I donated blood today. I’m one of those people who doesn’t shudder at the thought of needles piercing my skin, or get queasy as I watch the blood drain from my vein into the collection bag. It’s no big deal. I eat the cookies and drink the juice afterward, and I kind of enjoy talking with the elderly volunteers.
I think I’m lucky. I know so many people who are sickened by the sight of blood, afraid of needles and terrified at the thought of pain.
Several years ago, a nurse practitioner friend convinced me to volunteer a few hours a week at a free dental clinic. I took health histories and blood pressures. By the time people came to us, their teeth were generally beyond saving. Their mouths were infected, their gums were inflamed, and they often had other conditions, such as diabetes and heart disease. But still they’d put off coming to the clinic as long as possible, because they were afraid it would hurt.
They weren’t wrong — but I always thought the pain was a small price to pay. If they could only tolerate the procedures, they would leave with a set of dentures that would allow them to eat again, to smile without feeling self-conscious, to be free of infection.
But fear can make you myopic. It’s hard to see a distant outcome, no matter how sunny, when you’re blinded by fear.
When my friend Sally’s husband, Ed, got sick, she made every effort to make him well. She made him smoothies to build him up against the cancer that was ravaging his body. She stayed by his side; tried to remain in his sight. Even during his last days, as he drifted into and out of consciousness, he was aware of her presence and agitated by her absence. Sally did everything in her power to care for him.
But some things were not in her power — including pretty much anything medical. She had a strong fear of medical procedures and required assistance with tasks I considered mundane. For example, she couldn’t bring herself to place the transdermal pain patches on Ed’s back.
“It’s just like a Band-Aid,” I would tell her. But she just couldn’t do it.
Three months after Ed died, I was having lunch with Sally and her daughter. Sally told me that her leg was giving her trouble, and that her daughter was taking her to the urgent care center that afternoon. She commented on the size of the hamburgers we were served — the smaller, quarter pound versions with no sides. “I don’t know how people can eat such huge portions.”
At the urgent care center, they found a deep vein thrombosis in Sally’s leg. Since they could find no obvious risk factors in her health history, they sent Sally for a CT scan. She was full of clots. Soon after, she was diagnosed with stage IV pancreatic cancer.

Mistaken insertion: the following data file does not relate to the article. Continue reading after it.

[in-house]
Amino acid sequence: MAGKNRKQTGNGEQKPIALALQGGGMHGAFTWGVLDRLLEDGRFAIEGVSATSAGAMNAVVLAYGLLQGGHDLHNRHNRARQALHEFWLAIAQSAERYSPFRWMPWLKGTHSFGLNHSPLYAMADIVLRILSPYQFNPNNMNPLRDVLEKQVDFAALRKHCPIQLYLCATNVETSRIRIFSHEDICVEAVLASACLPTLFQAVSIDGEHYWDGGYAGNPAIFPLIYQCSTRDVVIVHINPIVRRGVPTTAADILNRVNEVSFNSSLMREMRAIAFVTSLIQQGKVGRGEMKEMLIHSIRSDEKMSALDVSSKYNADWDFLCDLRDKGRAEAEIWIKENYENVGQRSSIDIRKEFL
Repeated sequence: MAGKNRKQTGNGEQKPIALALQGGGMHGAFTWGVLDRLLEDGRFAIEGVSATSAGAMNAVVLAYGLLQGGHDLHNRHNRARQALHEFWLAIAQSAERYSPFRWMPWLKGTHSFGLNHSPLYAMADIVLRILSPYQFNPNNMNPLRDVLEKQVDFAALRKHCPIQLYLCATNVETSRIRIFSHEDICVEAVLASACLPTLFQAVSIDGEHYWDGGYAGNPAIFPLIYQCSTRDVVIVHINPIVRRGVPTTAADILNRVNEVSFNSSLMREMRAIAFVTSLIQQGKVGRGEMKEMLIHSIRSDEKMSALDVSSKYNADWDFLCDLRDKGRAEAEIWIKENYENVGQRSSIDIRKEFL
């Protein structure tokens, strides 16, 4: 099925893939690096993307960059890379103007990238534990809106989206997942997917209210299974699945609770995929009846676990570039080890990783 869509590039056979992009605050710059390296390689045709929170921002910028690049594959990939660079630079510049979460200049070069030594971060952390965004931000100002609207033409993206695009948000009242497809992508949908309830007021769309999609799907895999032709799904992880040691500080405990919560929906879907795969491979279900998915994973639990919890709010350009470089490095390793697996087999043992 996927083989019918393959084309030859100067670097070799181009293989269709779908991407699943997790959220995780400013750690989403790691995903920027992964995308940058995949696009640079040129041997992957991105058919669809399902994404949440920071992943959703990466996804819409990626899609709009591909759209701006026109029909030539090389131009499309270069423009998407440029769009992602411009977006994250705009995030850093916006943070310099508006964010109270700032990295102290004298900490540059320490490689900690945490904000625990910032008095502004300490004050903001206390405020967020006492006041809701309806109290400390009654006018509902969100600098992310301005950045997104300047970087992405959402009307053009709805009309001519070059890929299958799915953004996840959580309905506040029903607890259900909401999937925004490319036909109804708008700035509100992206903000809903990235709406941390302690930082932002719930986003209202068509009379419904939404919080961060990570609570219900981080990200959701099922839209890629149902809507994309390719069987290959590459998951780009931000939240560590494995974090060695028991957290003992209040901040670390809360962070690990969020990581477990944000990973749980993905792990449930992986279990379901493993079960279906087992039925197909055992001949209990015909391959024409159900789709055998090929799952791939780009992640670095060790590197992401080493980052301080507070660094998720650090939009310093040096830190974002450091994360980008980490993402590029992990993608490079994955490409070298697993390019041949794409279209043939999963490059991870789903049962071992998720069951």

“When will you start chemo?” I asked Sally.
“Oh, I’m not going to do that,” she said matter-of-factly. “There’s no cure, you know.”
I had trouble processing this decision. How could she make it so quickly? The treatment would be difficult, but it could extend her life, at least, a few months. She had a wonderful family and many friends who were ready and willing to take care of her for as long as it took. She could, at least, start the treatment and see how the tumor responded before making a final decision. What about the possibility, no matter how remote, that a cure or promising clinical trial might be found during those months?
Sally’s response to such arguments made it clear that they were not open to consideration:
“I’m not afraid to die.”
And nothing that happened in the two remaining months of her life convinced me that she felt otherwise. She stopped all medical treatment except for comfort measures and entered hospice care in her home. She lay in her custom bed and looked out the windows of her sun-filled bedroom. She took pain medications as needed. She laughed and enjoyed the company of others. She had a wonderful portrait taken of her family in funny Easter bonnets. It was such a joy to be with her; her daughter never had any problem getting volunteers to help with her care. We all happily took shifts.
And then, one morning, she quietly passed away.
During the time she was ill, she did learn to overcome some of her fear of medical procedures. For example, she had to have daily insulin injections to control her blood sugar. Her daughter was terrified of giving these, so to shield her from this abhorrent task, Sally found the strength to do it herself. I was amazed at how far she had come.
But to myself I always thought, If I had received Sally’s diagnosis, I would have fought it with every medical tool available — chemo, radiation, clinical trials of any kind. I wouldn’t have spent my last months in a sunny room on a soft bed; I would have been hooked up to tubes, puking my guts out. I wouldn’t have been afraid of anything. Bring it on. Anything, that is, except death.
After her death, I realized that I was the one blinded by fear. Sally could clearly see the outcome she wanted: as much time as possible to feel well and enjoy her family; a calm and dignified death. And, because of her bravery, those are the things she got.
Sally was an inspiration to me. But even now, I don’t think I could accept a terminal diagnosis as calmly as she. My faith in medicine would probably compel me to try a more aggressive form of treatment if it were offered. I believe that I would need the time, and perhaps the suffering, to come to terms with my fate. When I ran out of options, I would enter hospice, as Sally did, because I believe that hospice is a wonderful and humane healthcare option for terminal patients.
But my most fervent hope is that if faced with a terminal diagnosis I would know when to stop — and that, like Sally, I would be able to find acceptance and serenity before death.
Liz Witherell is a registered nurse. This piece was originally published in Pulse — voices from the heart of medicine.
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